Taiwan's Central Bank Chief Faces a Currency ChallengeBloomberg News
Taiwan dollar is strongest Asian currency after won in 2017
Analysts say better to name new governor earlier than later
Perng Fai-Nan began his tenure as chief of Taiwan’s central bank by defending the currency during the Asian financial crisis. As he approaches retirement nearly two decades later, the Taiwan dollar will again pose a challenge.
Perng, 78, will step down next February after 20 years in his post, making him a longer-serving central bank chief than Alan Greenspan. He’s expected to spend more of his last year working to maintain currency stability rather than fine-tuning interest rates.
Currency volatility and fears of rising global protectionism have cast uncertainty over the outlook for the export-dependent economy, posing a challenge for Perng, who has long emphasized stability as a priority. Taiwan, which counts the U.S. as a key de facto ally and counterbalance to China, is unlikely to want to irk President Donald Trump with its currency.
"The central bank will spend lots of effort in handling the currency," said Rick Lo, chief economist at Fubon Financial Holding Co. in Taipei. "Taiwan will be in big trouble if Trump is determined to involve it in the currency issue."
Perng once compared the Taiwan dollar to a willow branch -- bending but not breaking despite storms of hot money blowing in and out.
He advocates intervening in markets when exchange rates change too rapidly. As a major supplier to Chinese manufacturers, Taiwan has enjoyed years of trade surpluses and has built reserves equal to nearly 83 percent of economic output, giving it more firepower.
Its use of that power hasn’t gone unnoticed. The Obama administration included Taiwan on its currency watchlist in October, saying it persistently intervened to weaken its value.
The central bank’s usual stance is to maintain currency stability with a managed float regime so the exchange rate "won’t be stiff, nor volatile like wild horses," Perng said in a November speech, according to a text released by the monetary authority.
The Taiwan dollar has endured volatility in recent months. Trump’s protectionist rhetoric and criticism of what he called currency devaluation by trading partners helped fuel a 4.5 percent gain this year, the strongest Asian currency after the Korean won. That followed a 2.4 percent drop from Trump’s November election through the end of the year.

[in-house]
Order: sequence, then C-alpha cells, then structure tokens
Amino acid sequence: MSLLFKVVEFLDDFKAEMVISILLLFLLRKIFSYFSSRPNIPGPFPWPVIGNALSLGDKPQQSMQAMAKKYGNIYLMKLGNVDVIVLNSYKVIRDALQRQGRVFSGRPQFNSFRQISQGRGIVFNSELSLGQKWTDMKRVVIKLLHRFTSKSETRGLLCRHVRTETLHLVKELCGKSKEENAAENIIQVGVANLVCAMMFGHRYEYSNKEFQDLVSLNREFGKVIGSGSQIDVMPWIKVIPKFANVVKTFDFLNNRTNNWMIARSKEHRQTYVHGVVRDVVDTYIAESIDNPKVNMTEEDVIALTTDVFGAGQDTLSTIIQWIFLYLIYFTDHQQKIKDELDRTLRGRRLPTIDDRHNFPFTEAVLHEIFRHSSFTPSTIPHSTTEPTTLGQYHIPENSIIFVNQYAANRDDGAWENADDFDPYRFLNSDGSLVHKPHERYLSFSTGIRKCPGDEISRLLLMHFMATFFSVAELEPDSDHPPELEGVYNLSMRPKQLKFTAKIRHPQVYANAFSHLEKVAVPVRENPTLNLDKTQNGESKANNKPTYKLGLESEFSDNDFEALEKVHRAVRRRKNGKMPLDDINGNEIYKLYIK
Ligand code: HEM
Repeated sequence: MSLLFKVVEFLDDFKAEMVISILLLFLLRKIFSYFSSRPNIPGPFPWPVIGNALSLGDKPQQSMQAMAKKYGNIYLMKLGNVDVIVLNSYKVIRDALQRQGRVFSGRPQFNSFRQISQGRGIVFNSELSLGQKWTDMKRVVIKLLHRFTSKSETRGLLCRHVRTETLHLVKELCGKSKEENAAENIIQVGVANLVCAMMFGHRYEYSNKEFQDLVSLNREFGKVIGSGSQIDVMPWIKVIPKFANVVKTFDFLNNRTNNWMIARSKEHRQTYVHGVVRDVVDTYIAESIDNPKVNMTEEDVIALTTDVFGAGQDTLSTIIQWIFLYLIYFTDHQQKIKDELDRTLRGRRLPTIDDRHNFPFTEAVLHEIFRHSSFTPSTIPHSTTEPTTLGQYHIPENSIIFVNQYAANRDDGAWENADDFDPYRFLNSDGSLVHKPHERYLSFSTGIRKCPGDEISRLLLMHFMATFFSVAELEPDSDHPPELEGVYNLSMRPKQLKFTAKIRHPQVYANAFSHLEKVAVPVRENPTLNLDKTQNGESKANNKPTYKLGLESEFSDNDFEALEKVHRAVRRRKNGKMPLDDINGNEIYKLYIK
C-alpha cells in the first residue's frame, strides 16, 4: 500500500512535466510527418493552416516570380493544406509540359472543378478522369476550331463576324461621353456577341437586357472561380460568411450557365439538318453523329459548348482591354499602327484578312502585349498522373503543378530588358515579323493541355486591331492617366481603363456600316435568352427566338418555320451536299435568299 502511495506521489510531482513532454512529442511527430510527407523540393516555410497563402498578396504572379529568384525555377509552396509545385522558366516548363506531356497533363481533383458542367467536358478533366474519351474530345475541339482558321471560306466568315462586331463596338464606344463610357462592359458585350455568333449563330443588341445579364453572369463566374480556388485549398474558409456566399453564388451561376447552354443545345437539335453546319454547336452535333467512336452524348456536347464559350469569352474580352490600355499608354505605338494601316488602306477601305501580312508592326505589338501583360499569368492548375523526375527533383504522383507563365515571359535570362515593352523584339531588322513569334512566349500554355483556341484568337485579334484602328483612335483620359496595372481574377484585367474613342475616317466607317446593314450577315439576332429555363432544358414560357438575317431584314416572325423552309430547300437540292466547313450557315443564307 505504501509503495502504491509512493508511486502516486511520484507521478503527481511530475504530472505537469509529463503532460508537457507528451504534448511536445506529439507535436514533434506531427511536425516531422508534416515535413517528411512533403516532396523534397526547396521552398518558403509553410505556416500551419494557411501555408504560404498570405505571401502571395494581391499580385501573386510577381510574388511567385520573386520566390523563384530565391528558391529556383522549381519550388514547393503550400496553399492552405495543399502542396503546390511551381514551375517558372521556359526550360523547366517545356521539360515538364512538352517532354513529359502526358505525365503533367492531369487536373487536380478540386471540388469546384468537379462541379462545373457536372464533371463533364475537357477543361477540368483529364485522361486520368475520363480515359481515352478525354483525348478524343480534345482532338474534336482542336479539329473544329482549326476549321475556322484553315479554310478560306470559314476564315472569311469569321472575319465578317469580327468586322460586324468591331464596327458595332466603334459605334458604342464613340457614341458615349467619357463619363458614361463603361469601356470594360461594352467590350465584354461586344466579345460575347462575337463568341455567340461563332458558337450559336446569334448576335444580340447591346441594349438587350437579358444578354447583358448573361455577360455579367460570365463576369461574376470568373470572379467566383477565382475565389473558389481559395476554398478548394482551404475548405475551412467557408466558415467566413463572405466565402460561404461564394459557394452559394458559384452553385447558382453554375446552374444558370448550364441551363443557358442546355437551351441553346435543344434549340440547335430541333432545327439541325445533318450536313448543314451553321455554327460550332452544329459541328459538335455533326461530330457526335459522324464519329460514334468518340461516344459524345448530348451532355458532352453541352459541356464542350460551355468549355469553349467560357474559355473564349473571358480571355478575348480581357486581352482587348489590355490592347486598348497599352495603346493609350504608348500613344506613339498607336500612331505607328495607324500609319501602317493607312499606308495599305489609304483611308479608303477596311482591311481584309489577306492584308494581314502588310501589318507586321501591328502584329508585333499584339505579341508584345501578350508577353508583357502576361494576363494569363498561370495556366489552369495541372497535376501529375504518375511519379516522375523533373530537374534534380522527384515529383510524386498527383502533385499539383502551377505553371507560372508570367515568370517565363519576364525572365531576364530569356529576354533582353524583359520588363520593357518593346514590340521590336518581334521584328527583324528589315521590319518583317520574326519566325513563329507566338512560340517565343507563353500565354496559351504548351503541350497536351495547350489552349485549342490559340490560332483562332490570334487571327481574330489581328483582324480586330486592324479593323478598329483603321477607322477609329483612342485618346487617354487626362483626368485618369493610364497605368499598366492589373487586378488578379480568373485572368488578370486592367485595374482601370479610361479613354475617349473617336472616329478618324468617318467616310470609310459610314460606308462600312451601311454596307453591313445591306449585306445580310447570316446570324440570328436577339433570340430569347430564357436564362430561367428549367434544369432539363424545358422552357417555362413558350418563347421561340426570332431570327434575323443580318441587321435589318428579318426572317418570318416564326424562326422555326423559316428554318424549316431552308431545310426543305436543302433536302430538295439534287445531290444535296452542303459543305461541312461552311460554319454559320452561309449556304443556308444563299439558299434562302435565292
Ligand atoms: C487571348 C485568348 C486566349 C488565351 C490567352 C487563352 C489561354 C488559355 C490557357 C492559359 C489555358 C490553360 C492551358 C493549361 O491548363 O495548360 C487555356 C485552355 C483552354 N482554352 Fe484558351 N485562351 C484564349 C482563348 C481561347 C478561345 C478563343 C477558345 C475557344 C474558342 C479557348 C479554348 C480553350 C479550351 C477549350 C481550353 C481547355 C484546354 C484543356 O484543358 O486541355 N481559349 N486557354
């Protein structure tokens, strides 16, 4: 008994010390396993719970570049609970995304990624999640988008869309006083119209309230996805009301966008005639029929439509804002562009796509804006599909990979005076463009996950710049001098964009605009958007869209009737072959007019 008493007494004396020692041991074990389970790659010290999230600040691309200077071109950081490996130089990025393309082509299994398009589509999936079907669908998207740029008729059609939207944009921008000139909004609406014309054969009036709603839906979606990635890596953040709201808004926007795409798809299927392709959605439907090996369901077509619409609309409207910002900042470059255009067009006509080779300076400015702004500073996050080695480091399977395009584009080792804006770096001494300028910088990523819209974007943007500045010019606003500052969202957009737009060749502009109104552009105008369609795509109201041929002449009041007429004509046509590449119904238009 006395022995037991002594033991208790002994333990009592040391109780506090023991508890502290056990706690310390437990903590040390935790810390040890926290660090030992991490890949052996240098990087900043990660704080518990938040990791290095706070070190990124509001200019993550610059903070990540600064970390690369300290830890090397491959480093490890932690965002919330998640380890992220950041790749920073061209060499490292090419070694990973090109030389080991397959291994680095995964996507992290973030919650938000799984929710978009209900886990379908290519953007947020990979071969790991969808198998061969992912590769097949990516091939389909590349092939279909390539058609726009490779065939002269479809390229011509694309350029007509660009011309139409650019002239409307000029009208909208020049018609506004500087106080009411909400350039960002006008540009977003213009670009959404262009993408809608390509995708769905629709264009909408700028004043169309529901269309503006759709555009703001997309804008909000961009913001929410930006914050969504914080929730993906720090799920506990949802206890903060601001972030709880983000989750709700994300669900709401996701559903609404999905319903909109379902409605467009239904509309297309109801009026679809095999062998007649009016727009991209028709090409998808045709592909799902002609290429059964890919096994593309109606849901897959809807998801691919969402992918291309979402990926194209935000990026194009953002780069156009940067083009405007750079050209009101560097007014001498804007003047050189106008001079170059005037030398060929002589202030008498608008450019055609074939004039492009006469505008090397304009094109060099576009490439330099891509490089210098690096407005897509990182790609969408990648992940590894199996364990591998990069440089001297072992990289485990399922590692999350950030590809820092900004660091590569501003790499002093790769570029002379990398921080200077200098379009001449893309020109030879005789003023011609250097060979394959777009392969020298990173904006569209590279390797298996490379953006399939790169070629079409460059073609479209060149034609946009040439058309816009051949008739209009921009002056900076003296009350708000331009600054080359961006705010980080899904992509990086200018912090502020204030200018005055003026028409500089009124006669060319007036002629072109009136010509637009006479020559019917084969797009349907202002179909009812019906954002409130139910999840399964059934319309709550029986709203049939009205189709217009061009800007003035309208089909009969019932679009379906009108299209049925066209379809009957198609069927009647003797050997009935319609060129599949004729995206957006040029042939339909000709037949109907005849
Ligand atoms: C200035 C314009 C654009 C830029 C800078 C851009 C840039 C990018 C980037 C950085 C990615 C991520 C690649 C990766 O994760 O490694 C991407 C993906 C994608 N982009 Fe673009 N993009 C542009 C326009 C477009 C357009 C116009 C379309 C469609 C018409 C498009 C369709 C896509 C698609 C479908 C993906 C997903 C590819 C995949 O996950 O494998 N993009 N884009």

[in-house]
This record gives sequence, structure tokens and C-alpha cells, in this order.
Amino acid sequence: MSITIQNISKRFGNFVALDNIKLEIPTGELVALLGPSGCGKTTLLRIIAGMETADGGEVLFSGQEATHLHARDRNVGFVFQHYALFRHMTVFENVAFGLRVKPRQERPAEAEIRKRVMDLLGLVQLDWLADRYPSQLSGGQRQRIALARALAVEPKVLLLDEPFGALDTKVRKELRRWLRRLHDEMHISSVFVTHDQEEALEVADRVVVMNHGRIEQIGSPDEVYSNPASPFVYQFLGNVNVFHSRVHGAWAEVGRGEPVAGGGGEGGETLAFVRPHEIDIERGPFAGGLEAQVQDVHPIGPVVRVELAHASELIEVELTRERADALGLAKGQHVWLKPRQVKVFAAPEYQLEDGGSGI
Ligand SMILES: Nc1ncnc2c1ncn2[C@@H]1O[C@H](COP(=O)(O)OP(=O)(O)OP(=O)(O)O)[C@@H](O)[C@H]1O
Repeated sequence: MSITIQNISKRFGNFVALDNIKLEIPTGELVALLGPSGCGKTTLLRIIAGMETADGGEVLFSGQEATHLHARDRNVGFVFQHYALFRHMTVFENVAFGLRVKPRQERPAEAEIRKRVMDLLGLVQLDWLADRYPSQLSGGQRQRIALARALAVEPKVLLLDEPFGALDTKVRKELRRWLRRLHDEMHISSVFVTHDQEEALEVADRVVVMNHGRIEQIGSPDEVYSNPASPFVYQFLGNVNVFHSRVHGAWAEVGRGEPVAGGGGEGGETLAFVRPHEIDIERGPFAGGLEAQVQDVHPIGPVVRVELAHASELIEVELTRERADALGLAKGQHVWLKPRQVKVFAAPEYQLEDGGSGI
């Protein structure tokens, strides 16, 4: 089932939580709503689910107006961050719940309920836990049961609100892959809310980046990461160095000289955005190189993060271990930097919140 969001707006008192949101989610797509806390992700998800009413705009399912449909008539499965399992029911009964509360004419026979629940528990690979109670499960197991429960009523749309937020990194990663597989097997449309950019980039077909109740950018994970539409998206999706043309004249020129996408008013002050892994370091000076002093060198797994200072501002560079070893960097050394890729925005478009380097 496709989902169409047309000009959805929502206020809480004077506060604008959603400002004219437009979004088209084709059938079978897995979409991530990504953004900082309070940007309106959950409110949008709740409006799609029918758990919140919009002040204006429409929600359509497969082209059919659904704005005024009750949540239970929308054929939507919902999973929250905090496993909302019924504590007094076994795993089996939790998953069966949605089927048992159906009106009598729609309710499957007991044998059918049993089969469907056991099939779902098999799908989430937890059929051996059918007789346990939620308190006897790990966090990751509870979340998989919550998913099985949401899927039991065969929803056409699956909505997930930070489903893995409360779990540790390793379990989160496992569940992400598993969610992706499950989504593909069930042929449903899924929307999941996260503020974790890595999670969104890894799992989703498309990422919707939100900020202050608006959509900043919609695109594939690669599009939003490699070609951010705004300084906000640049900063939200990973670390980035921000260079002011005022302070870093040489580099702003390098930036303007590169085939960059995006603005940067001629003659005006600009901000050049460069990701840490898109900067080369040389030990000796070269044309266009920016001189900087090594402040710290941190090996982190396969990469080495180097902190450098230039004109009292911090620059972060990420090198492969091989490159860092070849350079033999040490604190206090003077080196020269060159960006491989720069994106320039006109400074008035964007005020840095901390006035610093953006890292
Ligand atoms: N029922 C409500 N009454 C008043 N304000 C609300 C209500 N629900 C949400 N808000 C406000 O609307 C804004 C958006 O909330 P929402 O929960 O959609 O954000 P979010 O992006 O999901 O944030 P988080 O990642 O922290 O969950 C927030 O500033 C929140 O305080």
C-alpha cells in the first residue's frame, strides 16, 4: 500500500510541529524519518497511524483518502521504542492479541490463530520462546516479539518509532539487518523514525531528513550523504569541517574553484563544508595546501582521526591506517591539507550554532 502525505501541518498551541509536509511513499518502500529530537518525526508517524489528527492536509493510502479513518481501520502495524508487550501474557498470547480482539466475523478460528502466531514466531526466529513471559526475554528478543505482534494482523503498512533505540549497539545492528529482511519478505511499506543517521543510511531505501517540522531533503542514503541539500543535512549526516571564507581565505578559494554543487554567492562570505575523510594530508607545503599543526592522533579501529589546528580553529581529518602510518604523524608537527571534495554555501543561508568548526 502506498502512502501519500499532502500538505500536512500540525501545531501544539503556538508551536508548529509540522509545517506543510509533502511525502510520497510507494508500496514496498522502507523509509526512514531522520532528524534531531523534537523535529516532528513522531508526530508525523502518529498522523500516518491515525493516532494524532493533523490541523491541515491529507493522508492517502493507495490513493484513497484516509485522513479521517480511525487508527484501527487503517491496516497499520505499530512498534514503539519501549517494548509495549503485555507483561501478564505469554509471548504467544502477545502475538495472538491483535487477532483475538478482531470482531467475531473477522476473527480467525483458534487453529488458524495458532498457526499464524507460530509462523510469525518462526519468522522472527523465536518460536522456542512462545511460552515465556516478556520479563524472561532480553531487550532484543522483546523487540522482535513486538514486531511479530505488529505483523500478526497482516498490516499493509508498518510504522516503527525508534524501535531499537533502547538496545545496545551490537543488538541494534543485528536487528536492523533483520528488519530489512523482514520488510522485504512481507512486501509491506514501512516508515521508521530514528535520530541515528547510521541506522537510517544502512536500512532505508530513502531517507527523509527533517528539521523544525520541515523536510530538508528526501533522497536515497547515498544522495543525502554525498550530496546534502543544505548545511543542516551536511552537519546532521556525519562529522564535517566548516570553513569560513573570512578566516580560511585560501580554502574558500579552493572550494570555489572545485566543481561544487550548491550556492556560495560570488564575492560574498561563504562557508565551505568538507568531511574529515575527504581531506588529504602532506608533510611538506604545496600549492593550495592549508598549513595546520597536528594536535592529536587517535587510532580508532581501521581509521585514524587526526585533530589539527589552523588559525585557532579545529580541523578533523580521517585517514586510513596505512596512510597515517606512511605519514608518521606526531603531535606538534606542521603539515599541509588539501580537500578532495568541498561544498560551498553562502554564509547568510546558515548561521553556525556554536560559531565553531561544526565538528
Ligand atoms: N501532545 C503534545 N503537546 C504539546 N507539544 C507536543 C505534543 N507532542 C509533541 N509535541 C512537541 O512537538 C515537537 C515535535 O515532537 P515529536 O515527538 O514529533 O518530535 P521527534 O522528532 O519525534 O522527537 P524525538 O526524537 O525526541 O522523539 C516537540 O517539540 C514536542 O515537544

Recent gains in the currency have partly been fueled by expectations Taiwan would scale back intervention for fear of provoking the U.S. A strengthening currency will be the biggest challenge for Taiwan’s central bank this year, but the reserves stockpile helps Perng keep it stable, said Jack Huang, chief economist at Sinopac Financial Holdings Co. in Taipei.
Trump’s nominee for Treasury secretary, Steven Mnuchin was confirmed this week, filling the role of chief spokesman for the dollar. Mnuchin has already sent signals on America’s long-held currency policy, telling the Senate a strong dollar is important over the long term and that it’s currently “very, very strong.”
Taiwan’s economic output has nearly doubled under Perng’s two decades steering policy. Hu Sheng-Cheng, the newest member of the central bank’s policy board, described the economy as a small boat on the ocean, saying Perng helped it sail through storms of capital flows.
"As a smaller economy, Taiwan needs a quick response and an authoritative governor who can give orders," said Hu, who also leads the Chung-Hua Institution for Economic Research.
Perng has faced some domestic criticism. Former lawmaker Hsu Tain Tsair said monetary policy hasn’t adapted to evolving conditions when the economy enters a long downturn, and that Perng should have done more than just maintain stability.
The central bank said it declined to comment on Perng’s management.
His successor will face different domestic and global situations. Exports, a traditional growth driver accounting for more than 60 percent of output, are likely to expand almost 5 percent this year, according to government estimates, after contracting in 2015 and 2016. Economic growth will be 1.9 percent this year and 2 percent in 2018, according to a Bloomberg survey of economists. That’s below the average pace of 4 percent over two decades.
Attention has already begun turning to Perng’s possible successor. Fubon’s Lo said announcing one in May or June would ease concern. He said he doesn’t think President Tsai Ing-Wen would appoint a governor who would surprise the market with aggressive moves.
A better solution would be to select a current central bank official or someone recommended by Perng to ensure a smooth transition, according to Gordon Sun, an economist at the Taiwan Institute of Economic Research, a think tank in Taipei.
Appointing a scholar who lacks hands-on experience can reduce the effectiveness of policy and create uncertainty for markets, Sun said. Stability remains the best choice for Taiwan "unless the president needs a Haruhiko Kuroda" to support monetary easing, he added, referring to the Bank of Japan governor who has embraced unconventional monetary policy.
— With assistance by Argin Chang, Yinan Zhao, and Miaojung Lin